Four newly identified worm species, including one that sports an unusual green color, have been found wriggling in the sands of the Great Barrier Reef.
The layer of sand that covers the floors of the Earth's oceans is actually home to a large diversity of marine organisms. Enterprising animals can take advantage of the water-filled spaces between sand grains.
The newfound creepy crawlies are members of the genus Grania, a group of worms found in marine sands throughout the world, from the tidal shore down to the deep ocean. Worms that belong to Grania, part of the class of annelid worms Clitellata, are typically about 0.8 inches long (2 centimeters) and mostly white in color.
Zoologist Pierre De Wit, of the University of Gothenburg in Sweden, found the four worm species while sieving samples of sand collected from Australia's Great Barrier Reef. One of the four, dubbed Grania colorata, is green, instead of the usual white.
"These worms are usually colorless or white, and we have not been able to work out why this particular species is green," De Wit said.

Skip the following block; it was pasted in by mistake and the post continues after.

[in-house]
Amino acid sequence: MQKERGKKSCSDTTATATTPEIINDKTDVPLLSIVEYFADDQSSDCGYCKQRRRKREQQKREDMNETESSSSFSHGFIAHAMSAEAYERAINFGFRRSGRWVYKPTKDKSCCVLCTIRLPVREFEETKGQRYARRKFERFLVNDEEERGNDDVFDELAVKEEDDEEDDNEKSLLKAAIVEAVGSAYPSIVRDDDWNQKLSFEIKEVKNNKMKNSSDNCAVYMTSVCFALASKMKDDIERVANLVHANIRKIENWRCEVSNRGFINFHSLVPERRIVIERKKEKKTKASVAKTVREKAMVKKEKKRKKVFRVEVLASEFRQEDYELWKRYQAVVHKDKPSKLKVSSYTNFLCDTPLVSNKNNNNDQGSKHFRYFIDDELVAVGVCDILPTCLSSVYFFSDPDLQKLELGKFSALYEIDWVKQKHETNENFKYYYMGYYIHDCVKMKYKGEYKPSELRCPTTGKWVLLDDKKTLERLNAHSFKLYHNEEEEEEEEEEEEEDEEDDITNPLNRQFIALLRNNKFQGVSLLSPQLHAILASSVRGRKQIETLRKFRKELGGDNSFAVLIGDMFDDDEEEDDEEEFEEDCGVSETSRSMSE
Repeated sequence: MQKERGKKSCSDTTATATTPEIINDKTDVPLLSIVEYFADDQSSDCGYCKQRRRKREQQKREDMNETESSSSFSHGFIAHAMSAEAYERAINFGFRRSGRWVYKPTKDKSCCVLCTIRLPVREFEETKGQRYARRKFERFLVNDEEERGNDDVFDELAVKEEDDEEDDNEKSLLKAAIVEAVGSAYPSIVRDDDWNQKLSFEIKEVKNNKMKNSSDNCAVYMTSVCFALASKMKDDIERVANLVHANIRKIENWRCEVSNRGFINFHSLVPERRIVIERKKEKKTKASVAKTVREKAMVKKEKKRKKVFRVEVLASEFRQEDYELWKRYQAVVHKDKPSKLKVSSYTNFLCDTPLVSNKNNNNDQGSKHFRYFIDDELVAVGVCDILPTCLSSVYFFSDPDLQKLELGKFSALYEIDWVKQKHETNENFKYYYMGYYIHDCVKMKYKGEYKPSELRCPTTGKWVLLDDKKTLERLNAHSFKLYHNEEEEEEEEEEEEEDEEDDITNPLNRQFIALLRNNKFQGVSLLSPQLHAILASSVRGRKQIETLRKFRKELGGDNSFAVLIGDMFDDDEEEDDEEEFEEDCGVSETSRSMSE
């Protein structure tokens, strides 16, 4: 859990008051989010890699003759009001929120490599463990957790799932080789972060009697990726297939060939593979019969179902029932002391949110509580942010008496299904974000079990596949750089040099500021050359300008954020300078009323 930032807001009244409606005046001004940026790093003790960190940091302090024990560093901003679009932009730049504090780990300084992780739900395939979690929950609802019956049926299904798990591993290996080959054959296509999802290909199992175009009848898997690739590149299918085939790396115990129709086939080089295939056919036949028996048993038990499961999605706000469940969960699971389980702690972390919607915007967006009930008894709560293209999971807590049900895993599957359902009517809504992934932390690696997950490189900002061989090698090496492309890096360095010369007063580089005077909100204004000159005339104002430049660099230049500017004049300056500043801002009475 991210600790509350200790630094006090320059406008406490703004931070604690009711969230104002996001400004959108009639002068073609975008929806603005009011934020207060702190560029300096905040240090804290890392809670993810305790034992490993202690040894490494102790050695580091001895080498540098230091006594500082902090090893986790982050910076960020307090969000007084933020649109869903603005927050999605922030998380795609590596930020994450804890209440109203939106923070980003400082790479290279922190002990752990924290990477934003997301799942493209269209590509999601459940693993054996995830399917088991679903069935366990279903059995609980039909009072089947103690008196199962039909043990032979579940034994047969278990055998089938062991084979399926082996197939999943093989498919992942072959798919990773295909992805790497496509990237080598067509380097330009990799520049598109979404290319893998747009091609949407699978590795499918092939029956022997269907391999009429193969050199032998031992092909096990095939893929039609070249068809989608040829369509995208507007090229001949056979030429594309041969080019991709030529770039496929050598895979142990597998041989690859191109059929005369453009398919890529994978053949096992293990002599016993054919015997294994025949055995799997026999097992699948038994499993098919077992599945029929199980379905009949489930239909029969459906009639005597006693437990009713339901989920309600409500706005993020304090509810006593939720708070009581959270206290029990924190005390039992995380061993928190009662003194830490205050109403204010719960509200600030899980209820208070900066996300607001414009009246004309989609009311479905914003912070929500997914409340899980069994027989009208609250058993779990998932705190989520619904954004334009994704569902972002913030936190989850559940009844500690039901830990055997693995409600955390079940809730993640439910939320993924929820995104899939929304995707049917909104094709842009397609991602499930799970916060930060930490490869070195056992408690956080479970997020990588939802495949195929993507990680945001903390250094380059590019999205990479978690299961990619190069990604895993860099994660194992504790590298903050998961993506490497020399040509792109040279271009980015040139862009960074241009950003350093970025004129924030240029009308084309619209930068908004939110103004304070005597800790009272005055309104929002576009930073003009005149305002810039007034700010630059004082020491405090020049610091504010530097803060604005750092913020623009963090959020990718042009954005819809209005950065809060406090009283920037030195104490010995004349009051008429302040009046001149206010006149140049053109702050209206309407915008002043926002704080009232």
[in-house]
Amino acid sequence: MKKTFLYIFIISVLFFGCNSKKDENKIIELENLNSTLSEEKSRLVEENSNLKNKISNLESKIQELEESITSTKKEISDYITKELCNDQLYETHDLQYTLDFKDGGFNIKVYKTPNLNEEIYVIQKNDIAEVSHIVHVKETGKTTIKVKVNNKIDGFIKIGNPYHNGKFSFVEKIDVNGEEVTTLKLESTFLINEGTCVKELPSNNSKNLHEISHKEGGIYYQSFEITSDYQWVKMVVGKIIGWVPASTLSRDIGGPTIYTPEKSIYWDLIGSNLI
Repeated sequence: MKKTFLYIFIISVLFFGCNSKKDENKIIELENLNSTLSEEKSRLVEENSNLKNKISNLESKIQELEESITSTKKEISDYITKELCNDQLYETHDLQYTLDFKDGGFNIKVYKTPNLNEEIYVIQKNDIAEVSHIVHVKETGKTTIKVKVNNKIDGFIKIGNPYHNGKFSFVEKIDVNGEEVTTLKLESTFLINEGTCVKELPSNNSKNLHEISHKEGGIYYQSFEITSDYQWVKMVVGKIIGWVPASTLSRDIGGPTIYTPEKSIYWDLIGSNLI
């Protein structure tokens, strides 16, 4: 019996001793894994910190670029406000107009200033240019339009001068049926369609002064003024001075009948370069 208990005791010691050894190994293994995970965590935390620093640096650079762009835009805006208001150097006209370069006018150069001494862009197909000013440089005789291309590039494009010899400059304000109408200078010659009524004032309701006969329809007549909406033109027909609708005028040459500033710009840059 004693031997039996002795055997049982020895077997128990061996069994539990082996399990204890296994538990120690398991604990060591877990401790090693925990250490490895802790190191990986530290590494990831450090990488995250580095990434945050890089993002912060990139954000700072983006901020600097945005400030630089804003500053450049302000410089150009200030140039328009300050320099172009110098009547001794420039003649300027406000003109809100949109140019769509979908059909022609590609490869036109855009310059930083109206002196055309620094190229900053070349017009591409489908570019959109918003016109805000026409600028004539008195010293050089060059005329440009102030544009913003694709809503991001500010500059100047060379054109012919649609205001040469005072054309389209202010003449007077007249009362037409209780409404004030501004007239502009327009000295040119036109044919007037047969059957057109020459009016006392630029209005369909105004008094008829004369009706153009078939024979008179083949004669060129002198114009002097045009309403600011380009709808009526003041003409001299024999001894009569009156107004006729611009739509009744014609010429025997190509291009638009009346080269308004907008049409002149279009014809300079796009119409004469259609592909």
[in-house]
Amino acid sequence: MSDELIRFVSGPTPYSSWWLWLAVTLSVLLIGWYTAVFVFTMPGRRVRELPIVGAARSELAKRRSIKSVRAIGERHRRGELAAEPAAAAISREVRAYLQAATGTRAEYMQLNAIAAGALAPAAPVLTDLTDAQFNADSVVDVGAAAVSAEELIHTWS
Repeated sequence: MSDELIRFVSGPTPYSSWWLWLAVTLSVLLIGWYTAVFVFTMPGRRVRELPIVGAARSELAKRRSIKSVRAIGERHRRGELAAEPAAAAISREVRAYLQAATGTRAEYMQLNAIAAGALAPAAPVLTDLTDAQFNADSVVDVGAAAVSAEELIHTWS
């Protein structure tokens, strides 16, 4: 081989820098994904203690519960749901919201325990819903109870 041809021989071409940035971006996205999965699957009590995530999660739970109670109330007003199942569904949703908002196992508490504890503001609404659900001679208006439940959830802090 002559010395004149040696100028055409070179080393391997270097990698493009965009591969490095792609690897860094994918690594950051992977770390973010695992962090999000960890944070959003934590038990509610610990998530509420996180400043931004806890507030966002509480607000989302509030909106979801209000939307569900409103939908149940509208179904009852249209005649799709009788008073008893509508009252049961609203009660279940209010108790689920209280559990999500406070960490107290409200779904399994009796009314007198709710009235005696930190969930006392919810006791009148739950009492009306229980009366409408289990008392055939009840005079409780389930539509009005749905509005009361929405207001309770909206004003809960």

De Wit also found a previously unknown member of the Grania family in Scandinavia. The species, Grania occulta, was thought to be part of a known Grania species, but DNA analyses suggested otherwise.
"Species that were previously regarded as the same may prove to have a completely different function in the ecosystem, and have different tolerance of environmental toxins, for example. It is obviously important to know this in order to be able to take the right action to protect our fauna," De Wit said.
There are currently 71 species that have been described in the Grania genus. The new species are described in De Wit's Ph.D. thesis.
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Andrea Thompson is an associate editor at Scientific American, where she covers sustainability, energy and the environment. Prior to that, she was a senior writer covering climate science at Climate Central and a reporter and editor at Live Science, where she primarily covered Earth science and the environment. She holds a graduate degree in science health and environmental reporting from New York University, as well as a bachelor of science and and masters of science in atmospheric chemistry from the Georgia Institute of Technology.